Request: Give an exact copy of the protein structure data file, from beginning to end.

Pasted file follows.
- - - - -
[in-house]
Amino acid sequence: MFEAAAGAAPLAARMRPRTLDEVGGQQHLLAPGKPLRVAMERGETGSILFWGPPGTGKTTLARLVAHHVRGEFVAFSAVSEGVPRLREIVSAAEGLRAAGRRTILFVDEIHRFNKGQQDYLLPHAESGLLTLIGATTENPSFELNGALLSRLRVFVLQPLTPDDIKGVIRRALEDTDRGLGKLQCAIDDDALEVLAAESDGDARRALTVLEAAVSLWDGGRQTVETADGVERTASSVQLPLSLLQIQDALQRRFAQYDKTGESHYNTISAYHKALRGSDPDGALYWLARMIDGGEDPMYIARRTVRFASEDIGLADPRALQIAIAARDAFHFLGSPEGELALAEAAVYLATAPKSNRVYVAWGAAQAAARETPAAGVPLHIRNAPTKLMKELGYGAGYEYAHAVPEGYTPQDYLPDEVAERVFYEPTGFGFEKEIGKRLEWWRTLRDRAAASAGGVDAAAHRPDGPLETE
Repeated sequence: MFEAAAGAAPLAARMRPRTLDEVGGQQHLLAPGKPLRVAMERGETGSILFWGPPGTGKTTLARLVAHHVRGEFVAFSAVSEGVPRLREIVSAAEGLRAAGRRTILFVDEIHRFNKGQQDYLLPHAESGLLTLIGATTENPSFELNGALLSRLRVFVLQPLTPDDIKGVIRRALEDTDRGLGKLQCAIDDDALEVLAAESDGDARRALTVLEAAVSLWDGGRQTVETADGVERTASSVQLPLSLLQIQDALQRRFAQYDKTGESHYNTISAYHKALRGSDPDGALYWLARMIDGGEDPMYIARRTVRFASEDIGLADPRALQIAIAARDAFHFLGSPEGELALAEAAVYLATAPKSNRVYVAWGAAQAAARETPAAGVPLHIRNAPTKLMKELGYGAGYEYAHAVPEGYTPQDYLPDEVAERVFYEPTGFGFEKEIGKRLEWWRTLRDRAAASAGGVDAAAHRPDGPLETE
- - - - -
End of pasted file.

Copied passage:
[in-house]
Amino acid sequence: MFEAAAGAAPLAARMRPRTLDEVGGQQHLLAPGKPLRVAMERGETGSILFWGPPGTGKTTLARLVAHHVRGEFVAFSAVSEGVPRLREIVSAAEGLRAAGRRTILFVDEIHRFNKGQQDYLLPHAESGLLTLIGATTENPSFELNGALLSRLRVFVLQPLTPDDIKGVIRRALEDTDRGLGKLQCAIDDDALEVLAAESDGDARRALTVLEAAVSLWDGGRQTVETADGVERTASSVQLPLSLLQIQDALQRRFAQYDKTGESHYNTISAYHKALRGSDPDGALYWLARMIDGGEDPMYIARRTVRFASEDIGLADPRALQIAIAARDAFHFLGSPEGELALAEAAVYLATAPKSNRVYVAWGAAQAAARETPAAGVPLHIRNAPTKLMKELGYGAGYEYAHAVPEGYTPQDYLPDEVAERVFYEPTGFGFEKEIGKRLEWWRTLRDRAAASAGGVDAAAHRPDGPLETE
Repeated sequence: MFEAAAGAAPLAARMRPRTLDEVGGQQHLLAPGKPLRVAMERGETGSILFWGPPGTGKTTLARLVAHHVRGEFVAFSAVSEGVPRLREIVSAAEGLRAAGRRTILFVDEIHRFNKGQQDYLLPHAESGLLTLIGATTENPSFELNGALLSRLRVFVLQPLTPDDIKGVIRRALEDTDRGLGKLQCAIDDDALEVLAAESDGDARRALTVLEAAVSLWDGGRQTVETADGVERTASSVQLPLSLLQIQDALQRRFAQYDKTGESHYNTISAYHKALRGSDPDGALYWLARMIDGGEDPMYIARRTVRFASEDIGLADPRALQIAIAARDAFHFLGSPEGELALAEAAVYLATAPKSNRVYVAWGAAQAAARETPAAGVPLHIRNAPTKLMKELGYGAGYEYAHAVPEGYTPQDYLPDEVAERVFYEPTGFGFEKEIGKRLEWWRTLRDRAAASAGGVDAAAHRPDGPLETE